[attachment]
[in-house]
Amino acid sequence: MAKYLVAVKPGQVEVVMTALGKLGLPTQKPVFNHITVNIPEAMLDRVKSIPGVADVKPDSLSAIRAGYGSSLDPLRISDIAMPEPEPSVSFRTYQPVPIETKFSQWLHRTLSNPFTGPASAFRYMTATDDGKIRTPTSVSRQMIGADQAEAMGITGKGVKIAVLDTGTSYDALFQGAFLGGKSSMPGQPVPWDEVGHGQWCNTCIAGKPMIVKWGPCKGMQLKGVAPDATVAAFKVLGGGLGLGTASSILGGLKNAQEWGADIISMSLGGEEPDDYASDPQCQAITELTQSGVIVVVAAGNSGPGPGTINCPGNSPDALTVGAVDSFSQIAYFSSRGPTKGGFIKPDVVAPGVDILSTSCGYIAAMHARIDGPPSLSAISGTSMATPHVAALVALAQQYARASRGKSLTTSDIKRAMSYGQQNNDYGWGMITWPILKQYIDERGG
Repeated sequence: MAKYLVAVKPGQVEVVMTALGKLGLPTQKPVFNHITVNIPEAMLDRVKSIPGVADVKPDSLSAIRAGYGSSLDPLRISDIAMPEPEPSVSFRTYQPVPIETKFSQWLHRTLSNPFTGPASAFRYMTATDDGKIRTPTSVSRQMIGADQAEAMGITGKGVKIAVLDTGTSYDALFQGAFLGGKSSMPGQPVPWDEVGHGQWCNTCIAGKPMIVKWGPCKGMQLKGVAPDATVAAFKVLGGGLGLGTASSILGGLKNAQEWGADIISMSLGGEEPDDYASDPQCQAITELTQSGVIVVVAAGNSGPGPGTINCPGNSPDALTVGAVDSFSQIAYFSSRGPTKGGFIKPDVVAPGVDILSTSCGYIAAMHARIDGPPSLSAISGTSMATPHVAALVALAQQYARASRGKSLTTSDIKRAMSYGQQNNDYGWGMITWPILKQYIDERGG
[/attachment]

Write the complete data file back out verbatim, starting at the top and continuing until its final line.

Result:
[in-house]
Amino acid sequence: MAKYLVAVKPGQVEVVMTALGKLGLPTQKPVFNHITVNIPEAMLDRVKSIPGVADVKPDSLSAIRAGYGSSLDPLRISDIAMPEPEPSVSFRTYQPVPIETKFSQWLHRTLSNPFTGPASAFRYMTATDDGKIRTPTSVSRQMIGADQAEAMGITGKGVKIAVLDTGTSYDALFQGAFLGGKSSMPGQPVPWDEVGHGQWCNTCIAGKPMIVKWGPCKGMQLKGVAPDATVAAFKVLGGGLGLGTASSILGGLKNAQEWGADIISMSLGGEEPDDYASDPQCQAITELTQSGVIVVVAAGNSGPGPGTINCPGNSPDALTVGAVDSFSQIAYFSSRGPTKGGFIKPDVVAPGVDILSTSCGYIAAMHARIDGPPSLSAISGTSMATPHVAALVALAQQYARASRGKSLTTSDIKRAMSYGQQNNDYGWGMITWPILKQYIDERGG
Repeated sequence: MAKYLVAVKPGQVEVVMTALGKLGLPTQKPVFNHITVNIPEAMLDRVKSIPGVADVKPDSLSAIRAGYGSSLDPLRISDIAMPEPEPSVSFRTYQPVPIETKFSQWLHRTLSNPFTGPASAFRYMTATDDGKIRTPTSVSRQMIGADQAEAMGITGKGVKIAVLDTGTSYDALFQGAFLGGKSSMPGQPVPWDEVGHGQWCNTCIAGKPMIVKWGPCKGMQLKGVAPDATVAAFKVLGGGLGLGTASSILGGLKNAQEWGADIISMSLGGEEPDDYASDPQCQAITELTQSGVIVVVAAGNSGPGPGTINCPGNSPDALTVGAVDSFSQIAYFSSRGPTKGGFIKPDVVAPGVDILSTSCGYIAAMHARIDGPPSLSAISGTSMATPHVAALVALAQQYARASRGKSLTTSDIKRAMSYGQQNNDYGWGMITWPILKQYIDERGG